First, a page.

Ray wrote of the need for more female leadership in terms of augmenting the left brain (reasoning, quantitative, goal-oriented) thinking that has dominated our business culture with more right brain (creative, relational) problem solving. Kathleen Smith of AECOM pointed out in her presentation at Living Future that newer brain research shows that women, on average, tend to have more interconnectedness between the two sides of their brain, and the parts of the brain that govern integrative and relational skills are actually larger.
The characteristics associated with this pattern of brain activity and development are consistent with the overall theme of interconnectedness: being process-oriented, collaborative, empathic, able to pursue multiple goals at once, recognize multiple truths and think across multiple generations. The good news for my brethren is that while women statistically are more likely to have these traits, this same pattern of brain development is also found in men who test higher for these "feminine" talents. I'm sure Gandhi would have been off the charts.
Smith also pointed out that the same "feminine" traits show up as the key qualities needed in the Integrative Design process where all the key stakeholders for a building are consulted before the architects go to work. Collaboration creates a final design that is easier to build and better for the occupants.
This also begins to sound suspiciously like the collaborative, open-source approach to innovation that so many companies have embraced in recent years for new product development. Or the "sharing economy" of Zipcars and Groupon. Maybe this isn't so scary after all.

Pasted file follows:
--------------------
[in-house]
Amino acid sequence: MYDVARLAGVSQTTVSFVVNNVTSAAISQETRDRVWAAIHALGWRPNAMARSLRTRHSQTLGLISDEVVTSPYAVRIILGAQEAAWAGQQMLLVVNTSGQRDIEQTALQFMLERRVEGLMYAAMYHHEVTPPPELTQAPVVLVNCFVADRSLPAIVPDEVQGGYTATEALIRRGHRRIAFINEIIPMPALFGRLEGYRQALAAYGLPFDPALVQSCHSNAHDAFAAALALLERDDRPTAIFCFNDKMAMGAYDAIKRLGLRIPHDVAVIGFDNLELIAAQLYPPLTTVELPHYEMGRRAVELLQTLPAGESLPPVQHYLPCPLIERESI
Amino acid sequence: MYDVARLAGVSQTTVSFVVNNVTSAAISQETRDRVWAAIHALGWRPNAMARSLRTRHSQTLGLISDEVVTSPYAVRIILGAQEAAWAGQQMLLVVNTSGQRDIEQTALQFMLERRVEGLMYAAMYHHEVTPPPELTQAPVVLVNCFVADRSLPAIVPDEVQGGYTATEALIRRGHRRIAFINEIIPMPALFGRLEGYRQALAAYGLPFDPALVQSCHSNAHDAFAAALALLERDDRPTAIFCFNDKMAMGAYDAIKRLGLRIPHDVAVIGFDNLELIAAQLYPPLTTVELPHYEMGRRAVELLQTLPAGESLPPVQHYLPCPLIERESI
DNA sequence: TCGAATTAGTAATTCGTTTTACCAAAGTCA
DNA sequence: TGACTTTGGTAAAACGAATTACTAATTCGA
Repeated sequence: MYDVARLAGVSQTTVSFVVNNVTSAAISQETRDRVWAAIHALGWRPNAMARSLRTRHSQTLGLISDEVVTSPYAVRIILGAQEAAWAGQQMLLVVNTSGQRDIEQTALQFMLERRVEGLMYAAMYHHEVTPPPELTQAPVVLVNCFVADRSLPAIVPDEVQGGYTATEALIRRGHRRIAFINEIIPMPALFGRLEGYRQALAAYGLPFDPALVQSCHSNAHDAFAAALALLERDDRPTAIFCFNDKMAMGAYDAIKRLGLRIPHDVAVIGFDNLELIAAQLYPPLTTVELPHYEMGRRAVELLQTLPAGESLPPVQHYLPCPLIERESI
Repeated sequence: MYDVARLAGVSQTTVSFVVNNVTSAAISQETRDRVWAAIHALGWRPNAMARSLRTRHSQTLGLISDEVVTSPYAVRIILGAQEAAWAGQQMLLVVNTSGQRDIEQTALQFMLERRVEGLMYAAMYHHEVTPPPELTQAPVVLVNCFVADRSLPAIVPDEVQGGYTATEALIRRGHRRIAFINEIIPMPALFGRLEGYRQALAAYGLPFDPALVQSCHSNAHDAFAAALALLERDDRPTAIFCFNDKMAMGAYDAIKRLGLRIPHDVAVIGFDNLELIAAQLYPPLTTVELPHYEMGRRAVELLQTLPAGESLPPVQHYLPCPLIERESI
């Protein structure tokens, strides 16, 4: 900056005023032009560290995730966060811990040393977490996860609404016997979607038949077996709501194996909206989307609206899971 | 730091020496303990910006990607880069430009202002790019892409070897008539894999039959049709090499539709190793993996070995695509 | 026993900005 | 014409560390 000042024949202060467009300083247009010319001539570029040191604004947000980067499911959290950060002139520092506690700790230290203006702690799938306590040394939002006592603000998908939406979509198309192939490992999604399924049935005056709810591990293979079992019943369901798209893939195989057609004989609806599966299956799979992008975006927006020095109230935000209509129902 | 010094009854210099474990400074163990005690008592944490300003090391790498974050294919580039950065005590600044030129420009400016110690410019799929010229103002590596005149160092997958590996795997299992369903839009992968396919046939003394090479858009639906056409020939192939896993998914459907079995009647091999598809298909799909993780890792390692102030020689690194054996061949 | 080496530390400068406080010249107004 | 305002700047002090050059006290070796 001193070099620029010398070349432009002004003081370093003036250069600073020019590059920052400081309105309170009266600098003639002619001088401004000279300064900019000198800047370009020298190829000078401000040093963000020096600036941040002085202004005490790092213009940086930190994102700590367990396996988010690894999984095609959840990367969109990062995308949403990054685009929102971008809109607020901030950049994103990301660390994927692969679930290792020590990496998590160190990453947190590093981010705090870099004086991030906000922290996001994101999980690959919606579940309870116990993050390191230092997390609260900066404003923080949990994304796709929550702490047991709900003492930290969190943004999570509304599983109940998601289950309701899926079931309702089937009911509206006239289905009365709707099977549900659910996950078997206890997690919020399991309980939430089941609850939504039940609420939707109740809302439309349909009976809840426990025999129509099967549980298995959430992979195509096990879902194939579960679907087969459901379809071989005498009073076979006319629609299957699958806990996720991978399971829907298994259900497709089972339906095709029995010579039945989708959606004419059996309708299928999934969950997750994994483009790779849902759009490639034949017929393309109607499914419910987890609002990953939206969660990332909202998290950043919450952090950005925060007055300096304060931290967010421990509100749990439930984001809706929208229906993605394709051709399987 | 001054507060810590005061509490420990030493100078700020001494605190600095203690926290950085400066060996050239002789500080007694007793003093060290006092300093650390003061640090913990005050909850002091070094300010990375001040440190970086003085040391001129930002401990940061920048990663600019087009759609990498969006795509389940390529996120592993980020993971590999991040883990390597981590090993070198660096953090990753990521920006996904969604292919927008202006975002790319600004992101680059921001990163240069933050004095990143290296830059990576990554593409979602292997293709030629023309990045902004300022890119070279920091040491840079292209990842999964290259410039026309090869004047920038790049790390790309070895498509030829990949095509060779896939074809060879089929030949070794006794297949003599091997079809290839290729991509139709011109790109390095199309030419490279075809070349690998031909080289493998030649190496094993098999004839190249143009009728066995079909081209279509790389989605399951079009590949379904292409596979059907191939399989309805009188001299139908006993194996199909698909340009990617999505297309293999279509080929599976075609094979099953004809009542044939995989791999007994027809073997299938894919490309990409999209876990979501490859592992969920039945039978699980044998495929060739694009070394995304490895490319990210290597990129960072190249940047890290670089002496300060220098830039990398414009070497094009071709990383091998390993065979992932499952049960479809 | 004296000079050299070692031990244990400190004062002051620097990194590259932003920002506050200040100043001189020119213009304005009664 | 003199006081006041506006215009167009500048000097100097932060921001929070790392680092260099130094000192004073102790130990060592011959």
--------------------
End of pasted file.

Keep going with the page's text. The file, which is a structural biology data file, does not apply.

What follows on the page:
Perhaps we just need a better word to describe this interconnected way of thinking that seems to be emerging just when the world needs it. I am officially putting out the call to the GreenBiz community for an alternative term for these characteristics. I wanted to foist a clever name on you, but in the spirit of interconnectedness, we're crowdsourcing it instead. Let us know by email or in the comments below.
On a final note, lest anyone be left with the idea that I am emphasizing "womanly" virtues at the expense of "manly" ones, I want to clarify that I believe we need all of the above. For too long we have placed a lower value on people in business who do not think and lead according to a certain "masculine" archetype, but replacing that archetype with an exclusively "feminine" one is no solution.
Sustainable business leadership today is ultimately about using every means at our disposal to make our companies places where each person, be they man or woman, analytical or intuitive, deliberative or adaptable, can reach their full potential and contribute their unique strengths to the collective mission. As we strive to create a living future, we need to get all hands on deck, not spend time discussing which one is better left tied behind our back.
Woman holding globe photo via Shutterstock.